I have been out on the run this week, walking the talk and talking the walk. Whilst I was away from the garden, winter left the door ajar and spring waltzed in on a north wind. Warmth upon the lovely rain we had last week made for a hero’s welcome; as we trudged up the lawn, the cosmos and salvia nodded and bowed to us in the breeze. Caesar himself could not have asked for a better triumph.
The rain should not pass without comment. 55mm, 220 points in the old money and a quick flick through the rainfall book here shows that it is the largest single August fall recorded since the records started in August 1924. The previous wettest August day was in 1947 with 178 points recorded in one day. There are only two years left in the book, interesting as it clearly states on the front cover 1924-2024 and there appear to be no missing pages. Have we been short-changed by two years? I love to imagine Brian’s grandfather sitting in his camp beside the overshot here, sending a note off to the stationary supplier to order his new rainfall book. One assumes it takes a while for one to organise these tasks when one is sleeping in a bed made from a bullock hide stretched over some gidyea posts. And here we are today, still on the overshot not fifty metres away from where he started, though the beds are far more comfortable I am sure.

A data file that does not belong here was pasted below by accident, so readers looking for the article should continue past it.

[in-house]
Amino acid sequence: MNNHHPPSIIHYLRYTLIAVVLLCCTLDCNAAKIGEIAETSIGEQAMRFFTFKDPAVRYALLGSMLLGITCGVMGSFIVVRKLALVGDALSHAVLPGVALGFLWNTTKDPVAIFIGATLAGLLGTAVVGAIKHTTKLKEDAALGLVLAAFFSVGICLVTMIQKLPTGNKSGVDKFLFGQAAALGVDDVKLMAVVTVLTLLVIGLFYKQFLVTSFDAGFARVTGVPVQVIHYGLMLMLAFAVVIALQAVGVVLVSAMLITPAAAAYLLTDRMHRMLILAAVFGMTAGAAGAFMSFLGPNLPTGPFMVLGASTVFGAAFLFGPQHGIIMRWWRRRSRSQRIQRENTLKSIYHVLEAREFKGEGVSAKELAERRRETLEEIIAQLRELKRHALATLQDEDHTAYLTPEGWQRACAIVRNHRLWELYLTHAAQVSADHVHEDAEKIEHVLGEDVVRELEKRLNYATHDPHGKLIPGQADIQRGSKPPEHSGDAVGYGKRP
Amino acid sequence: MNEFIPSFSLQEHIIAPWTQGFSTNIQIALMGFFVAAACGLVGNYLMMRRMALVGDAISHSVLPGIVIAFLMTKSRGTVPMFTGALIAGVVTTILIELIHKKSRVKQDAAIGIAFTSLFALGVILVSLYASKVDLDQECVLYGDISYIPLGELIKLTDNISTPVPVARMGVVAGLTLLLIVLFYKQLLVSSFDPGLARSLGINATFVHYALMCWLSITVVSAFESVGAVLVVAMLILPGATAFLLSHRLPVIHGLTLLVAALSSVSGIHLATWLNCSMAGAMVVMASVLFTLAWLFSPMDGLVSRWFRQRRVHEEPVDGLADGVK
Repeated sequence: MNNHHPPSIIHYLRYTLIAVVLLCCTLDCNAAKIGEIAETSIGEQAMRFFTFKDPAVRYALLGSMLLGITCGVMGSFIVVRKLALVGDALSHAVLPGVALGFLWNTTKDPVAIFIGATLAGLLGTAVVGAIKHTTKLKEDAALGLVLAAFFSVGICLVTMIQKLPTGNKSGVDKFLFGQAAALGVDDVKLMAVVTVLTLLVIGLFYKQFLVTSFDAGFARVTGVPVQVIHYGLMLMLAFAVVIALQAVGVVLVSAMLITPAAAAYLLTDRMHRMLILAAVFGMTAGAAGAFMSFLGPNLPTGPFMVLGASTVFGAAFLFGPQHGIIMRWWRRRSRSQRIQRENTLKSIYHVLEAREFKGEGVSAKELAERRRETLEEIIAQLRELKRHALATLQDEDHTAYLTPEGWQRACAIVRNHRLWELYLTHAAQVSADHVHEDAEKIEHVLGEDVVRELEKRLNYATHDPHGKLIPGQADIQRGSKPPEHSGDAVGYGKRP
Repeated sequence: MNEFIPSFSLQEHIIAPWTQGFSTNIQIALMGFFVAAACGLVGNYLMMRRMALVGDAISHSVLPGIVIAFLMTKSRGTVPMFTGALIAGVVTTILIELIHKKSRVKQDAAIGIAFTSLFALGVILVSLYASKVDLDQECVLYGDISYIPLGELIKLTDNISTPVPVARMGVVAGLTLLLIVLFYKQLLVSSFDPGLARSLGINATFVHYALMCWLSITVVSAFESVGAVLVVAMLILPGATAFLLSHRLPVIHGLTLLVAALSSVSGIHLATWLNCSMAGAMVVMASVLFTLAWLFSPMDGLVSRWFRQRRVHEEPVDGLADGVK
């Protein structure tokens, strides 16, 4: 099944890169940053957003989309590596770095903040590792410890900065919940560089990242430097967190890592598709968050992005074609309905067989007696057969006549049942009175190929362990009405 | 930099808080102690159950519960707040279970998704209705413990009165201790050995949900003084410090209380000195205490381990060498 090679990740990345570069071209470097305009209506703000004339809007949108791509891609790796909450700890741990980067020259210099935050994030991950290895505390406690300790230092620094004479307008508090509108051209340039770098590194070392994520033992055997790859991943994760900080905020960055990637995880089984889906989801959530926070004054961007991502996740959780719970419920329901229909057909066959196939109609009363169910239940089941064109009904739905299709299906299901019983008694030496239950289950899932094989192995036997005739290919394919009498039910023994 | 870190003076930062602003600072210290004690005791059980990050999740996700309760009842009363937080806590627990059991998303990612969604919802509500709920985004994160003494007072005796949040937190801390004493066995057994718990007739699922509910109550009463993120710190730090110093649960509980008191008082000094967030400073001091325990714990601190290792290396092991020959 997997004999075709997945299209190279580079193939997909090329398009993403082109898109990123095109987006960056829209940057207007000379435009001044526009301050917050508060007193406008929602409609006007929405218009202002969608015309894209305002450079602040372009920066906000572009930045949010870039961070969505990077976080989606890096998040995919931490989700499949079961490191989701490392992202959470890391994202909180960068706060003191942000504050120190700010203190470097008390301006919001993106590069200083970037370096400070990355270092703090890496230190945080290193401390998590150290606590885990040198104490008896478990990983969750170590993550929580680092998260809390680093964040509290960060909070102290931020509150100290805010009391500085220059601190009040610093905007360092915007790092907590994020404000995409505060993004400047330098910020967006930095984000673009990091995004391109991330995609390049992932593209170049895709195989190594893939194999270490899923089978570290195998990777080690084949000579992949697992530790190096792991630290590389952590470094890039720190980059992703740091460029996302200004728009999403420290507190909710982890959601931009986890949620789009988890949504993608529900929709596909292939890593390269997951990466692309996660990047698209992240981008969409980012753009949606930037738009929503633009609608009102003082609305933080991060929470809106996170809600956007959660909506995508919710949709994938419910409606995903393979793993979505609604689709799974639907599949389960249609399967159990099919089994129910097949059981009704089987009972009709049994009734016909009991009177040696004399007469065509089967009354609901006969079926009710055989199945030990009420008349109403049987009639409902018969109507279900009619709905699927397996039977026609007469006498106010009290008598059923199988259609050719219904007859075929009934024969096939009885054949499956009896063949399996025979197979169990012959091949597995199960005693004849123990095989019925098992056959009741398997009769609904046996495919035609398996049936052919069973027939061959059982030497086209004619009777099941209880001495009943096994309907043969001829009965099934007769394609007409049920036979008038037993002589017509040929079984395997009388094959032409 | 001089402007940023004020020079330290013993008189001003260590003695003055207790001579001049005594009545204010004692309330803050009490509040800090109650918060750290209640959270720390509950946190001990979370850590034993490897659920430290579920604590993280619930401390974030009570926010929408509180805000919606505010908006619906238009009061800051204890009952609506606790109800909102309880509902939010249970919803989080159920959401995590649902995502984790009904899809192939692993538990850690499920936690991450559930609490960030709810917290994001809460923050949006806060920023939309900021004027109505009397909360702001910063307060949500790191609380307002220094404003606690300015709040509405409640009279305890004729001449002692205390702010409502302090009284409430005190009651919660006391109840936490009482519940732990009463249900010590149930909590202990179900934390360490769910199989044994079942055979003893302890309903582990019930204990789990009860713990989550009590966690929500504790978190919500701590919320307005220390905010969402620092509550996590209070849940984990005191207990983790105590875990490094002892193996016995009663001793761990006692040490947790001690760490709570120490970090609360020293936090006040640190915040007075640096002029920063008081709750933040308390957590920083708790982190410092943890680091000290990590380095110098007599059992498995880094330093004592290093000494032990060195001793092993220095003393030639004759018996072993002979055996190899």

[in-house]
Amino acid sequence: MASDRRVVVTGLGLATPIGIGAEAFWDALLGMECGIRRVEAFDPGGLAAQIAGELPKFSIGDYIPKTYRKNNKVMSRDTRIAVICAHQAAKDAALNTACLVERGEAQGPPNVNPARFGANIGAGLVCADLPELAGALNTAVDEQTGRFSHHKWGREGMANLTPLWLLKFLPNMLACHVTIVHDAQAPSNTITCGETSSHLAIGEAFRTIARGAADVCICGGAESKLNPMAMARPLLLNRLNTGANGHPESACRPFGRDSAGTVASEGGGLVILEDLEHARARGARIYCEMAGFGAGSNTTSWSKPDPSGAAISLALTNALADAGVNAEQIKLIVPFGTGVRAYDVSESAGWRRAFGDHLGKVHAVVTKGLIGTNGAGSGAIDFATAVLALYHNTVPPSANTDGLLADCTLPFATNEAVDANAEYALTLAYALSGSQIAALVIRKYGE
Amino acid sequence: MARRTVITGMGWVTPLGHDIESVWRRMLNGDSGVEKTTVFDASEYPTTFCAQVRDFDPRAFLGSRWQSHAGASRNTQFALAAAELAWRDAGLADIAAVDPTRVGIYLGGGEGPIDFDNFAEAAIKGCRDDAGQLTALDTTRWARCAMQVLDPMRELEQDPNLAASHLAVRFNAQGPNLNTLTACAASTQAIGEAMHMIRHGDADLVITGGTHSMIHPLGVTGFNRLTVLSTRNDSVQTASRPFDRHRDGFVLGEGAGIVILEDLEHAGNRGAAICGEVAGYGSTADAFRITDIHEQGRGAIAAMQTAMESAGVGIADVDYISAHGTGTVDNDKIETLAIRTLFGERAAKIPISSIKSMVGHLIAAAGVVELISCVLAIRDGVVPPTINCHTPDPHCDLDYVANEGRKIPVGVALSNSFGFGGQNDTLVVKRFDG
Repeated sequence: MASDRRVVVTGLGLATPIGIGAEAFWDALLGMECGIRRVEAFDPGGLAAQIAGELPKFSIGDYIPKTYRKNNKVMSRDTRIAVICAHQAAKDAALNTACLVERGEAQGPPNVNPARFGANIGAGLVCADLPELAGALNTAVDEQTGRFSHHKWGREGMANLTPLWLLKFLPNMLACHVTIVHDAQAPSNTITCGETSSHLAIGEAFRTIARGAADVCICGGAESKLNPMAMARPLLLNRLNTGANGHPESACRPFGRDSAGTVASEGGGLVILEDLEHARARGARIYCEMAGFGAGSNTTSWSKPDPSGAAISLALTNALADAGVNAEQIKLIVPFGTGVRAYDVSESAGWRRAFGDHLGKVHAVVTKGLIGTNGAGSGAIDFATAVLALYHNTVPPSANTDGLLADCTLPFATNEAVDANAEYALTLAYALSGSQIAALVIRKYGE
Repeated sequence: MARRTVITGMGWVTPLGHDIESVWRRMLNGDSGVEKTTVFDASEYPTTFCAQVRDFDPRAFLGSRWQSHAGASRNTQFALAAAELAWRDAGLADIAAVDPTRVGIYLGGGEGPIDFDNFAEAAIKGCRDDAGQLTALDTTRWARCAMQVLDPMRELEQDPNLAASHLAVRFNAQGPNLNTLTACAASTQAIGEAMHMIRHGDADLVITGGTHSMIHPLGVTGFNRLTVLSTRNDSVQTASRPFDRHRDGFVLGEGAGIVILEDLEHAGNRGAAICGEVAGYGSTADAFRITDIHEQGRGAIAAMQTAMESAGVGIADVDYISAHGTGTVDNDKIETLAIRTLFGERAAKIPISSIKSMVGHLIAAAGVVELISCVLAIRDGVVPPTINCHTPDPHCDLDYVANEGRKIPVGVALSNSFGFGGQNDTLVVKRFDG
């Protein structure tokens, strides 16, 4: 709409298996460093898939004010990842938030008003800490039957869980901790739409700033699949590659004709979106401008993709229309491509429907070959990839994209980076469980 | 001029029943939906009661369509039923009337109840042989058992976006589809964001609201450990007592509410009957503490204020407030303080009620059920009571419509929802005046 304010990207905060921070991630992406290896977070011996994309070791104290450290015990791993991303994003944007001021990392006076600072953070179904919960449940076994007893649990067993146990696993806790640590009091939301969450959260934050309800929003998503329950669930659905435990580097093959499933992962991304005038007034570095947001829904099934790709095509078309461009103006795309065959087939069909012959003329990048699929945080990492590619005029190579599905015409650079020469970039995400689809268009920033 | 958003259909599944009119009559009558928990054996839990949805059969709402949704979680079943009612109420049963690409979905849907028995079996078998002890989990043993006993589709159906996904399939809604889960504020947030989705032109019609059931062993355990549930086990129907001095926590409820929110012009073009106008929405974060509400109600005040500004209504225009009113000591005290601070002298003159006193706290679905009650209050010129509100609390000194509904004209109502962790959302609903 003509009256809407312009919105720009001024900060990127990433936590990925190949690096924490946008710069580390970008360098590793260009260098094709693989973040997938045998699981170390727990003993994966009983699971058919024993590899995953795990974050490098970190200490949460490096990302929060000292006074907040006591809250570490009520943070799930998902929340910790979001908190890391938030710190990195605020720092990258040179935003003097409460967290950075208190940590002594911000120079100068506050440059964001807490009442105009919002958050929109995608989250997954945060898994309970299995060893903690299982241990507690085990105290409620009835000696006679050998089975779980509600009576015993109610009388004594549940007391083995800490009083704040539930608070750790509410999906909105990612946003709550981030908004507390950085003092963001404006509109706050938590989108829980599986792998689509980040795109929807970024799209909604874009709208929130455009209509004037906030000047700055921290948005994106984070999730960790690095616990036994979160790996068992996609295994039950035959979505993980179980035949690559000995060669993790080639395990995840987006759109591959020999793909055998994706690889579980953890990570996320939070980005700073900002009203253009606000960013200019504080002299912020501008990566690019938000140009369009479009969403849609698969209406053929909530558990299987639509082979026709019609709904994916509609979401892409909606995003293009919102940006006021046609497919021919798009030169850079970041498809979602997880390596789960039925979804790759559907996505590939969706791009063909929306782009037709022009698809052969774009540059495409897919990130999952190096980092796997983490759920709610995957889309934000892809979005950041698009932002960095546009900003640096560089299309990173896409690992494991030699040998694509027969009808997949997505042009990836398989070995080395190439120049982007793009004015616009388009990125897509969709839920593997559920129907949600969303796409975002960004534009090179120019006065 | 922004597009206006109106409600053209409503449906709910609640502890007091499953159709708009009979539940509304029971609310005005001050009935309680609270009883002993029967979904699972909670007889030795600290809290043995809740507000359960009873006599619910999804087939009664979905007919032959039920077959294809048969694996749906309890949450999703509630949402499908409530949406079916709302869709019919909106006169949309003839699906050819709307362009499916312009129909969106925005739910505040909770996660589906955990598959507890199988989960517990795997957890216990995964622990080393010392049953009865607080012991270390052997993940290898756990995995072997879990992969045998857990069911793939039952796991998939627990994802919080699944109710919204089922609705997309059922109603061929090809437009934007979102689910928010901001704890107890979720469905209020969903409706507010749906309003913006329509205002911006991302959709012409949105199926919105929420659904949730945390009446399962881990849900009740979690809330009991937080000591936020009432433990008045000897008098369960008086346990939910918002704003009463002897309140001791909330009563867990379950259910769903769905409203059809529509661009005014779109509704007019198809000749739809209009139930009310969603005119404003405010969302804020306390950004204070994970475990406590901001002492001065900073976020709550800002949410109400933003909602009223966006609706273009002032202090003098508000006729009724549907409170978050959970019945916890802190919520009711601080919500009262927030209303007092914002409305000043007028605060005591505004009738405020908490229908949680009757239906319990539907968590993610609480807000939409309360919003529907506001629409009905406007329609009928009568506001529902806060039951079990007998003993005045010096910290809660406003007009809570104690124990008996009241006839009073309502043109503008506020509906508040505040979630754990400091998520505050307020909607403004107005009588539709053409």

Peach flowers remind me of the creek here at Moble. When I was married, the banks were crowded with them and I planted them here on our side of the creek as well. Like their father and aunts before them, the children would row along in their canoe and pick the peaches overhanging the creek. The bower birds baulked at attempting the water access, so those peaches were often the only ones we had for the year. Sadly, the drought in 2014 put paid to the peach trees along the creek, and many others as well. Happily, I have a little one in a pot here that Shearer Henry gave me, so I shall plant it with due ceremony today. Mother is staying and the flower arrangements are featuring peach blossom as well, she has mixed it with foliage from along the creek as only she can, a little vignette of yesteryear.
I did manage to complete my homework last week and took the last cuttings from Mrs. Brown’s grapevine and planted the artichoke seeds. I have been so inspired by the programme we caught on the Cruden Farm garden last week; this garden lifts my spirits and my intentions. Encouraged by our garden’s response to the duck exclusion fencing, I have high hopes for a renewal of many garden beds around this old pile. The before and after is quite astonishing so Mr. Moble has promised a little duck fence along the creek and we shall see how things progress from there. The Campbell Clan will have to highland fling elsewhere for a while.
In family news, we now have a little Boston Baby to fill our thoughts and dreams, he arrived the same day as the rain, an excellent omen. A new Grandson, a visit from my brother and beautiful rain, all in one day. I cannot wait for him to pick peaches from the tree along the creek one day, not far from where his great-great-grandfather slept in his bullock hide bed. Happy days little George Barney, Moble is waiting to welcome you home,
The Moble Gardener
Banner image of Brian on the four-wheeler taken by Belinda Rafton